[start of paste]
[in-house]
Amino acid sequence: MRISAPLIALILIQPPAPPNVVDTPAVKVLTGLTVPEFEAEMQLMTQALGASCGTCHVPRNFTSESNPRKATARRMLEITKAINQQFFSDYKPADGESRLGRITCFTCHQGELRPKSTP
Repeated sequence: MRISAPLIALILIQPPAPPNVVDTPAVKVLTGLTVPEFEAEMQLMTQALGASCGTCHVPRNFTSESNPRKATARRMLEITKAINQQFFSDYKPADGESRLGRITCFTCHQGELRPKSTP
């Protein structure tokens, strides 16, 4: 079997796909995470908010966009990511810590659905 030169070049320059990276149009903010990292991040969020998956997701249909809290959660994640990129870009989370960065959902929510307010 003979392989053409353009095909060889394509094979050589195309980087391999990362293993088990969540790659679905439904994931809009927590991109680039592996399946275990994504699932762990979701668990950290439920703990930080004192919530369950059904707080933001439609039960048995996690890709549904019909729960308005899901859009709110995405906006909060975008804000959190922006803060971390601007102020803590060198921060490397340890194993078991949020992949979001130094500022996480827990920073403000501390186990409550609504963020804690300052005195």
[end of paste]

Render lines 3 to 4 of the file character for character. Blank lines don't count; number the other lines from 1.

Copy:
Repeated sequence: MRISAPLIALILIQPPAPPNVVDTPAVKVLTGLTVPEFEAEMQLMTQALGASCGTCHVPRNFTSESNPRKATARRMLEITKAINQQFFSDYKPADGESRLGRITCFTCHQGELRPKSTP
């Protein structure tokens, strides 16, 4: 079997796909995470908010966009990511810590659905 030169070049320059990276149009903010990292991040969020998956997701249909809290959660994640990129870009989370960065959902929510307010 003979392989053409353009095909060889394509094979050589195309980087391999990362293993088990969540790659679905439904994931809009927590991109680039592996399946275990994504699932762990979701668990950290439920703990930080004192919530369950059904707080933001439609039960048995996690890709549904019909729960308005899901859009709110995405906006909060975008804000959190922006803060971390601007102020803590060198921060490397340890194993078991949020992949979001130094500022996480827990920073403000501390186990409550609504963020804690300052005195």